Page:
Today, as never before, schools across the country are harnessing the power of technology. The merit of these efforts will be determined by whether they yield meaningful results to improve teaching and learning. Early indications show that, in the ongoing work to connect our students to 21st century digital learning opportunities, efforts from the federal government and our partners are meeting and even exceeding expectations. In just the past two years, according to a new report from EducationSuperHighway, 20 million more students now have access to high-speed connectivity at school.
Access to high-speed broadband in our schools and libraries is critical for America’s children. As more than 50 CEOs, including the heads of Facebook, Google and Microsoft, wrote in a letter to the Federal Communications Commission (FCC), “If our schools do not embrace technology and the Internet, our children will be unable to compete in the global economy.”
Technology and high-speed broadband can open new worlds of opportunity for our nation’s teachers and students, allowing them to access expertise and resources and engage and collaborate in new, exciting ways. And, as shown in a meta-analysis published in the Review of Educational Research based on 40 years of research, we know that technology in learning spaces has made a significant impact on student achievement time and again.
Yet for too long our classrooms have lagged behind the times. In June 2013, President Obama took the issue head on, calling on government and private sector leaders to close the Internet connectivity gap in our schools and libraries. At that time, thanks in large part to the FCC’s E-rate program—the nation’s largest education technology program—nearly all schools and libraries already had Internet access, but too many had insufficient bandwidth. The speed may have been enough for a typical American household, but it was inadequate for a school with hundreds of students and teachers. According to one analysis at the time, 63 percent of public schools—serving over 40 million students—lacked broadband connections capable of taking advantage of digital learning.
To close this gap, President Obama launched the ConnectED initiative, with a central goal of connecting 99 percent of America’s students to high-speed Internet within five years. The FCC and the U.S. Department of Education independently launched a series of initiatives to help meet or even exceed that goal. For example, the Department and the White House invited the private sector to supplement federal actions and help support cutting-edge technologies and professional development opportunities across our nation’s schools and libraries. The private sector has committed more than $2 billion in hardware and software support for schools. And nearly 2,000 districts across the country have taken the Future Ready pledge to use new connectivity to transform and personalize learning as called for in the newly-released 2016 National Education Technology Plan. The plan, along with Future Ready initiative, focuses on supporting leaders in taking advantage of new connectivity to improve student learning.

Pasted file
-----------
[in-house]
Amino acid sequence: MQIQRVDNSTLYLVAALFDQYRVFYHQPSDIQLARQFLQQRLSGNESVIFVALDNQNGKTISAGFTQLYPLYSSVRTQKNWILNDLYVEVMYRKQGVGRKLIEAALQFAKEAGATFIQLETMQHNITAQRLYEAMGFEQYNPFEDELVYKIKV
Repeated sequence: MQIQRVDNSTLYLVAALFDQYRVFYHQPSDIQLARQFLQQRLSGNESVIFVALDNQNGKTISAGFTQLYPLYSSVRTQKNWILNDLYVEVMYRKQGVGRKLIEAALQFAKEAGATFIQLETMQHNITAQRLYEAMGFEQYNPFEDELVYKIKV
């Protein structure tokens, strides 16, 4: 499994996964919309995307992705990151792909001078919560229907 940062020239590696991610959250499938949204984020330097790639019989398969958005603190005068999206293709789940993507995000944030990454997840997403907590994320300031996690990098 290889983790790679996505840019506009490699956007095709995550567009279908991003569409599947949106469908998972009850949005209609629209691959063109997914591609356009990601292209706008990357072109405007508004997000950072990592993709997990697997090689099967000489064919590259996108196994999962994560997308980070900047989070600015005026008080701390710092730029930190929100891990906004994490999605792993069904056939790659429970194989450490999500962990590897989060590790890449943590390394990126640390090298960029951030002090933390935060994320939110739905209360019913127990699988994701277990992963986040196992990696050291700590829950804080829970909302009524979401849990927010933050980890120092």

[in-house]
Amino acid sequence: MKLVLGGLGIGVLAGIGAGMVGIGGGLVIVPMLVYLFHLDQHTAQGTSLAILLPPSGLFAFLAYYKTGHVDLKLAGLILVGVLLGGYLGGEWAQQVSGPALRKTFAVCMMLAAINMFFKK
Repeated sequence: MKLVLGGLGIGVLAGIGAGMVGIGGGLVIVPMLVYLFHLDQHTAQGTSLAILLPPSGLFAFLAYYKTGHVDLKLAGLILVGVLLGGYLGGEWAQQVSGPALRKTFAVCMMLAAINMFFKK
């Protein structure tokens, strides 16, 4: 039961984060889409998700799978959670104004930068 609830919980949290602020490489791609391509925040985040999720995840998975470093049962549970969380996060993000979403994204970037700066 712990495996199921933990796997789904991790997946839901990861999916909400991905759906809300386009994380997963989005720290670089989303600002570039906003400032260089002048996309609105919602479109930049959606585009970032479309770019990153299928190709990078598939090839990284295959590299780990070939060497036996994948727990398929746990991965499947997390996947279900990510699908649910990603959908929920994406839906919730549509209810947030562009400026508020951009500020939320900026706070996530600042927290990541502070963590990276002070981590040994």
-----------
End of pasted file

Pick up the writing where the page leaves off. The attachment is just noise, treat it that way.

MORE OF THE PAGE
Meanwhile, the FCC launched a top-to-bottom review of E-rate, acknowledging that, in the 18 years since E-rate was established, technology has evolved and the needs of students and teachers have changed. The FCC has modernized the E-rate program, refocusing it on providing support for cost-effective, high-speed broadband connectivity capable of supporting one-to-one digital learning to schools and libraries.
And schools and libraries have responded by seeking a total of $3.9 billion in E-rate support this year, including more than $1.6 billion for internal Wi-Fi networks. This marks the first time since 2010, and only the third time in the history of the program, that all eligible Wi-Fi applications will be funded. These requests also reflect long pent-up demand at all schools and libraries, but particularly at rural schools.
Enough time has elapsed to see if these collective efforts are having an impact, and early signs show that the steps our agencies have taken are delivering results for which we’d hoped. A little more than two years ago, our government set a goal. We are meeting that goal, and the result is 20 million more American students now have expanded access to digital learning opportunities.
But our work is far from done. Rural and small town schools are nearly two-and-one-half times more likely to lack a fiber connection than their urban and suburban counterparts. Affordability is an issue, particularly in rural areas, where the median costs for high-speed connections are more than double the costs in urban and suburban schools. Millions more students and their teachers must be connected before we reach our goals. And teachers need support and professional learning opportunities to ensure technology can close equity gaps and personalize learning for all students. Because, research like this report out of Stanford University’s Center for Opportunity and Policy in Education shows that the active use of technology can make the difference in improving student learning.
Through continued work together, we can ensure that a fast-growing world of technologies brings remarkable possibilities for teaching and learning—helping teachers to do their vital work and making school even more engaging for students.